Wray posits that one possible justification for trusting Wikipedia is an "invisible hand" argument: although no identifiable individual or group of individuals ensures the quality of information on Wikipedia, "the knowledge-market will take care of itself, and poor articles reporting false claims will be rooted out." According to Wray, while science does have a viable invisible hand, in the form of a reputation system that relies on peer-review, Wikipedians "lack the sorts of incentives that keep science in good working order", and face few or no consequences for mistakes.
Wray also explores what he calls the Wikipedia's "puckish culture", prone to gossip and practical jokes. He recounts the Seigenthaler incident, and contrasts it to the sober culture of science. In science, he says, "the closest incident to such a joke is the Sokal affair"; however, the Sokal affair should not be considered a joke, but rather a demonstration of "the editors’ appalling ignorance of science". This regrettable aspect of Wikipedia's culture, he suggests, might be absent if—as in science—"one had to wait months before one’s contribution is posted". Finally, against the argument of Deborah Perron Tollefsen's article, Wray argues that even when considered as a form of testimony, Wikipedia is a flawed source of knowledge, precisely because of the failings in its "epistemic culture".
Despite his negative assessment, Wray does find one ray of hope: "What Wikipedia can do for us is to draw greater attention to epistemology and its relevance to our place in the social world. Though we live in a time in human history when knowledge may be easier to obtain than ever before, we are in desperate need of means to sort and evaluate what passes for knowledge."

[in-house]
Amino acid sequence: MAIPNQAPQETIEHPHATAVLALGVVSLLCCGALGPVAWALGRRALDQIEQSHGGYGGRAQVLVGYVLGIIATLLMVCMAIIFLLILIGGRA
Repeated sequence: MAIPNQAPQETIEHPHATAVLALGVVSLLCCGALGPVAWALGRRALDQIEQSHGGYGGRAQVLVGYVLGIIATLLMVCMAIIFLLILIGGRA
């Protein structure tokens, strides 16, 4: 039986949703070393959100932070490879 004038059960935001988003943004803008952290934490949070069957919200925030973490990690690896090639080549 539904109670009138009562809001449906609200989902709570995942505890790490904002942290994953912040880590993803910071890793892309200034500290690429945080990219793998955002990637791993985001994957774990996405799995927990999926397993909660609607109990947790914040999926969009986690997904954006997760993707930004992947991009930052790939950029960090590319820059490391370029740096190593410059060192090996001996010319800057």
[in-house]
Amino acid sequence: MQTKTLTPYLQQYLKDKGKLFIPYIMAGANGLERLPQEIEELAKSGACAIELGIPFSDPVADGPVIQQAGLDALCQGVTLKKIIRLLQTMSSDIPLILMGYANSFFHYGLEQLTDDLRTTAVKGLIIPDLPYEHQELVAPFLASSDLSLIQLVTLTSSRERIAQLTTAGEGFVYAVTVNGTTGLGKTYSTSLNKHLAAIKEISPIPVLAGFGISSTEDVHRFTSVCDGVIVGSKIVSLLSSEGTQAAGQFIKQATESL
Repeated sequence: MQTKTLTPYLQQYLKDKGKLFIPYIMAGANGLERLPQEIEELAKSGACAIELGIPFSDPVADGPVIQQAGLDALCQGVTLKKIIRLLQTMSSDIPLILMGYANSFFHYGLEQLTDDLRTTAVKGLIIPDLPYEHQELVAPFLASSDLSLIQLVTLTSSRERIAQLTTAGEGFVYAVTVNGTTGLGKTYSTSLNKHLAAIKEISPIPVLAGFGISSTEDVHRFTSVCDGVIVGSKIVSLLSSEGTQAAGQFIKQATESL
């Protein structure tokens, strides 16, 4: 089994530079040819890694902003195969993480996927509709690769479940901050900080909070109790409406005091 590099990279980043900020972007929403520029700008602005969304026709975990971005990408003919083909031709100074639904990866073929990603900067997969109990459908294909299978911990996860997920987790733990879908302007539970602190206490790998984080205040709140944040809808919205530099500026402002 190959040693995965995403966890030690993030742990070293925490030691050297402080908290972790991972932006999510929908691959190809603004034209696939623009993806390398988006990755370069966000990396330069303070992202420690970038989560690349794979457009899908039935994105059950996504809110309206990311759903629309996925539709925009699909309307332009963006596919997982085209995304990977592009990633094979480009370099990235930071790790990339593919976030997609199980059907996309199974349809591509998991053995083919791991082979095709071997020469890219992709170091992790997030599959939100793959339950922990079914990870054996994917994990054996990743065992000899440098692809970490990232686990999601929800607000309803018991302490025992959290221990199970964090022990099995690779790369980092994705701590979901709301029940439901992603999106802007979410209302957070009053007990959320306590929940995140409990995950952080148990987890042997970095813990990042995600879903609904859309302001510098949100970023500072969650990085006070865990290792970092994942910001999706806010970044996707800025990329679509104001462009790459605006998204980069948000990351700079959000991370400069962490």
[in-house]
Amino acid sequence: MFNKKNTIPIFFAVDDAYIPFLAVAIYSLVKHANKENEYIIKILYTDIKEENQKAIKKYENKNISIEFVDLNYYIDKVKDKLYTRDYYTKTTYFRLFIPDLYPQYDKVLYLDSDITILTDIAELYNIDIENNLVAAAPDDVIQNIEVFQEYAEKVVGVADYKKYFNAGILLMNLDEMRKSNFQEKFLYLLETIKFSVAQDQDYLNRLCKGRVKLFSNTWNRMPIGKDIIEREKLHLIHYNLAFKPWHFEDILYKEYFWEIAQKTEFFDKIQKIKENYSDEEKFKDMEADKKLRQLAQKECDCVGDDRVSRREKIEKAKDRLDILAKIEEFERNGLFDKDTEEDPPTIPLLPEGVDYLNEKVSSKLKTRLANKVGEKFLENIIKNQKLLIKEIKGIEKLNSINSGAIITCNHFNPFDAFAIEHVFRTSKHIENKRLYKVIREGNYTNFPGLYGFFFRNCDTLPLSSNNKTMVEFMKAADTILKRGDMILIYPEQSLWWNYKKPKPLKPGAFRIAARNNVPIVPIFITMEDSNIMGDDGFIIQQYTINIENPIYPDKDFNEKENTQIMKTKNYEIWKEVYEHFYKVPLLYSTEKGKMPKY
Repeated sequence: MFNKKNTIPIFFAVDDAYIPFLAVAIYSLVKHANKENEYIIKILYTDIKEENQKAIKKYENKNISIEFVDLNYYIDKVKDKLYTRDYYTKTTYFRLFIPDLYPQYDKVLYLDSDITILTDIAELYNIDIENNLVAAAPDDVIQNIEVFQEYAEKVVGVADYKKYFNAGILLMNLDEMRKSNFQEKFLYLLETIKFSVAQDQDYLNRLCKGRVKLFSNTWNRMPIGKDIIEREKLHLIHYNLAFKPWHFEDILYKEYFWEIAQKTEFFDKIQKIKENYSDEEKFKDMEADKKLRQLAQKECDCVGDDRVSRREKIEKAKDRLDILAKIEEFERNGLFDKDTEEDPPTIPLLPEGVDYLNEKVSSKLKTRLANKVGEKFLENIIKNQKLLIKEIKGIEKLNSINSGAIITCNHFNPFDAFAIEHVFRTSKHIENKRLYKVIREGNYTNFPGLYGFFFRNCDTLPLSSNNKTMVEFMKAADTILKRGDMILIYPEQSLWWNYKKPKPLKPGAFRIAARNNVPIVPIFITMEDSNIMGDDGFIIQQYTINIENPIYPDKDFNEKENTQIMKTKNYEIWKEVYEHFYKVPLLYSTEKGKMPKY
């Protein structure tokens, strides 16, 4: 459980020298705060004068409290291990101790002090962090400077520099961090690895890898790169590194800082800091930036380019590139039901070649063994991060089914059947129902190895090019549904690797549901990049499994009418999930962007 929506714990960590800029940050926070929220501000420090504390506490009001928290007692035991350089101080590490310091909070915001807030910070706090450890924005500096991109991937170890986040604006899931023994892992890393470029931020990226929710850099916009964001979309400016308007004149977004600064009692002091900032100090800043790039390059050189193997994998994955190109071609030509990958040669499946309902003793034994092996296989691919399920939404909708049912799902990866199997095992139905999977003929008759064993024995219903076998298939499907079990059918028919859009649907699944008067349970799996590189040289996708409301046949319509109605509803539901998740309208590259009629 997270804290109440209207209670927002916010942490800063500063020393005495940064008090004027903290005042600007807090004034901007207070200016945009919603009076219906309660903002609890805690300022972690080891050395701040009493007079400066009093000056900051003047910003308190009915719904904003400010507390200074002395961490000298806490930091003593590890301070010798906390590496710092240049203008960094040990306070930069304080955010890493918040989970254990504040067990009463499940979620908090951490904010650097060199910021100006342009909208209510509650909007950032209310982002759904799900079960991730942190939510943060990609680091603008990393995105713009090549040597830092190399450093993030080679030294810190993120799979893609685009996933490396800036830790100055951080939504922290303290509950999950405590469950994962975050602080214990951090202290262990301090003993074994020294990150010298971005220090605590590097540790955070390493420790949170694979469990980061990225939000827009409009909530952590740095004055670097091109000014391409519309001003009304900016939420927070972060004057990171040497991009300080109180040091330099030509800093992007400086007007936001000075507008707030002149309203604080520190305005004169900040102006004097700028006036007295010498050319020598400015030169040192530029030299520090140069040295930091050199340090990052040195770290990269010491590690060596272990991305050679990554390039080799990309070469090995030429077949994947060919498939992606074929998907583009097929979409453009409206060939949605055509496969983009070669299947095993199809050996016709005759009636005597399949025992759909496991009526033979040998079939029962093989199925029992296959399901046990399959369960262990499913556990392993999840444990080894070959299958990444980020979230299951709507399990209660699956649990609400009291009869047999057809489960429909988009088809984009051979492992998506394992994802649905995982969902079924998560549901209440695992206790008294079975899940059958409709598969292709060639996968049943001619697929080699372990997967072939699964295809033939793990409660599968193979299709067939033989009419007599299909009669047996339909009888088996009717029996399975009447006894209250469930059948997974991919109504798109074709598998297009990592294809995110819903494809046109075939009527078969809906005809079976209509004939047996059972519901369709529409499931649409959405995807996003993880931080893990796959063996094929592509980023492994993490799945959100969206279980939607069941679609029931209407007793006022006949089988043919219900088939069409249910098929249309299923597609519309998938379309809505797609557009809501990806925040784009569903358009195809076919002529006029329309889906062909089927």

The Fate of Expertise after Wikipedia
||Over the long term, the quality of a given Wikipedia article will do a random walk around the highest level of quality permitted by the most persistent and aggressive people who follow an article.
—Lawrence M. Sanger
A third article about Wikipedia comes from philosopher Lawrence M. Sanger—i.e., Wikipedia co-founder Larry Sanger, who is also the founder and editor-in-chief of wiki encyclopedia Citizendium. In "The Fate of Expertise after Wikipedia", Sanger explores the paradoxes and shortcomings of Wikipedia's relationship with experts and expertise, and suggests that Citizendium, a project that explicitly grants authority to expert contributors, is a better alternative.
Sanger describes Wikipedia's success as an egalitarian and open knowledge project, and then poses the question of how to reconcile the project's successes—both real and potential—with its lack of "any special role for experts or any expert approval process". One implication from such success might be that special roles for experts are not necessary in the rest of society either. However, Sanger shows this to be self-contradictory, in part because evaluating the success of Wikipedia requires expertise to compare it against, and in part because of Wikipedia's indirect reliance on expertise.